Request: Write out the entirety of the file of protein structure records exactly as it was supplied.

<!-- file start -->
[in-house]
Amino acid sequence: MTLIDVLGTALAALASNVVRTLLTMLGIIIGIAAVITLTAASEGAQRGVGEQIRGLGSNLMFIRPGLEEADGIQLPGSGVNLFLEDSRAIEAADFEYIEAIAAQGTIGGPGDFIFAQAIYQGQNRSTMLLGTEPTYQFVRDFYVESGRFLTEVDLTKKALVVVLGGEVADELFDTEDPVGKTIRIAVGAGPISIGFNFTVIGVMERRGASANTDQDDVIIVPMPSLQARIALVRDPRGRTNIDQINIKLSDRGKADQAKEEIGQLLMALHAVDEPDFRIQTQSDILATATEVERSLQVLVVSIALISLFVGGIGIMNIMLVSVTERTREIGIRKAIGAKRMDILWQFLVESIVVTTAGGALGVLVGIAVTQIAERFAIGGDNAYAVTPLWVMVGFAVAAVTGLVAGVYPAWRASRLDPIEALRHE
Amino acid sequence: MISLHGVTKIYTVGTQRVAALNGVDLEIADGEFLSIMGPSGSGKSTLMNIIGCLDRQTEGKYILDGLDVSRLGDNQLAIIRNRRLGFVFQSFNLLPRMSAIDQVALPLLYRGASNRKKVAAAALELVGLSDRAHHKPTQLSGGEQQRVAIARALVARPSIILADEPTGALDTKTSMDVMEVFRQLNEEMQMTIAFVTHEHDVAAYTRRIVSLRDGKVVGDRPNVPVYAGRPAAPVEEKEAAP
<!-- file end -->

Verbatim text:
[in-house]
Amino acid sequence: MTLIDVLGTALAALASNVVRTLLTMLGIIIGIAAVITLTAASEGAQRGVGEQIRGLGSNLMFIRPGLEEADGIQLPGSGVNLFLEDSRAIEAADFEYIEAIAAQGTIGGPGDFIFAQAIYQGQNRSTMLLGTEPTYQFVRDFYVESGRFLTEVDLTKKALVVVLGGEVADELFDTEDPVGKTIRIAVGAGPISIGFNFTVIGVMERRGASANTDQDDVIIVPMPSLQARIALVRDPRGRTNIDQINIKLSDRGKADQAKEEIGQLLMALHAVDEPDFRIQTQSDILATATEVERSLQVLVVSIALISLFVGGIGIMNIMLVSVTERTREIGIRKAIGAKRMDILWQFLVESIVVTTAGGALGVLVGIAVTQIAERFAIGGDNAYAVTPLWVMVGFAVAAVTGLVAGVYPAWRASRLDPIEALRHE
Amino acid sequence: MISLHGVTKIYTVGTQRVAALNGVDLEIADGEFLSIMGPSGSGKSTLMNIIGCLDRQTEGKYILDGLDVSRLGDNQLAIIRNRRLGFVFQSFNLLPRMSAIDQVALPLLYRGASNRKKVAAAALELVGLSDRAHHKPTQLSGGEQQRVAIARALVARPSIILADEPTGALDTKTSMDVMEVFRQLNEEMQMTIAFVTHEHDVAAYTRRIVSLRDGKVVGDRPNVPVYAGRPAAPVEEKEAAP